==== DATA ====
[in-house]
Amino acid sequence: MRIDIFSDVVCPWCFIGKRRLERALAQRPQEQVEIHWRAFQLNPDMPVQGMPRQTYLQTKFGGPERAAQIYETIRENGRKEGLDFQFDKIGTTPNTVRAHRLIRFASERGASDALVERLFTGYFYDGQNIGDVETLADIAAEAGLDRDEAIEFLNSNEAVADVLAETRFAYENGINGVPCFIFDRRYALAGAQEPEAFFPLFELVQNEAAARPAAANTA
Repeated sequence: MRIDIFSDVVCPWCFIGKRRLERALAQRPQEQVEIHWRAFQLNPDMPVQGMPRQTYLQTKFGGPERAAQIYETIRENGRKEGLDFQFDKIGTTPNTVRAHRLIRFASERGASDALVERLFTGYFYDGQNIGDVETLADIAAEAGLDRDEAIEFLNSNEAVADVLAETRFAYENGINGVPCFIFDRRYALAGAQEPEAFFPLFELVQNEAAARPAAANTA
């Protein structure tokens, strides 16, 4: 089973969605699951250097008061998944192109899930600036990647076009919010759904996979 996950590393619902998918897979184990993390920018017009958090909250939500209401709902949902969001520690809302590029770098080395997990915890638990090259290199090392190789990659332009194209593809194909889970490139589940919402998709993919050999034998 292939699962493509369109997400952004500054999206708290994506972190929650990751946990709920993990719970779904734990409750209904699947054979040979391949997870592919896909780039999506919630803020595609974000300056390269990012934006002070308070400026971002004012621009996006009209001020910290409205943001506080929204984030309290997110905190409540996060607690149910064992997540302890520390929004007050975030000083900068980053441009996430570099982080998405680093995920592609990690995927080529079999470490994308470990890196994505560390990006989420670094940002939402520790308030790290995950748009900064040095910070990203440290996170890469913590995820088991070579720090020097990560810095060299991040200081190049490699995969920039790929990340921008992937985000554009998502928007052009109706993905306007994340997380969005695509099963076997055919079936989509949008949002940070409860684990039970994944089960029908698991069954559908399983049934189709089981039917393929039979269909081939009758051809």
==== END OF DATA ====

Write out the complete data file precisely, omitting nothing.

[in-house]
Amino acid sequence: MRIDIFSDVVCPWCFIGKRRLERALAQRPQEQVEIHWRAFQLNPDMPVQGMPRQTYLQTKFGGPERAAQIYETIRENGRKEGLDFQFDKIGTTPNTVRAHRLIRFASERGASDALVERLFTGYFYDGQNIGDVETLADIAAEAGLDRDEAIEFLNSNEAVADVLAETRFAYENGINGVPCFIFDRRYALAGAQEPEAFFPLFELVQNEAAARPAAANTA
Repeated sequence: MRIDIFSDVVCPWCFIGKRRLERALAQRPQEQVEIHWRAFQLNPDMPVQGMPRQTYLQTKFGGPERAAQIYETIRENGRKEGLDFQFDKIGTTPNTVRAHRLIRFASERGASDALVERLFTGYFYDGQNIGDVETLADIAAEAGLDRDEAIEFLNSNEAVADVLAETRFAYENGINGVPCFIFDRRYALAGAQEPEAFFPLFELVQNEAAARPAAANTA
């Protein structure tokens, strides 16, 4: 089973969605699951250097008061998944192109899930600036990647076009919010759904996979 996950590393619902998918897979184990993390920018017009958090909250939500209401709902949902969001520690809302590029770098080395997990915890638990090259290199090392190789990659332009194209593809194909889970490139589940919402998709993919050999034998 292939699962493509369109997400952004500054999206708290994506972190929650990751946990709920993990719970779904734990409750209904699947054979040979391949997870592919896909780039999506919630803020595609974000300056390269990012934006002070308070400026971002004012621009996006009209001020910290409205943001506080929204984030309290997110905190409540996060607690149910064992997540302890520390929004007050975030000083900068980053441009996430570099982080998405680093995920592609990690995927080529079999470490994308470990890196994505560390990006989420670094940002939402520790308030790290995950748009900064040095910070990203440290996170890469913590995820088991070579720090020097990560810095060299991040200081190049490699995969920039790929990340921008992937985000554009998502928007052009109706993905306007994340997380969005695509099963076997055919079936989509949008949002940070409860684990039970994944089960029908698991069954559908399983049934189709089981039917393929039979269909081939009758051809």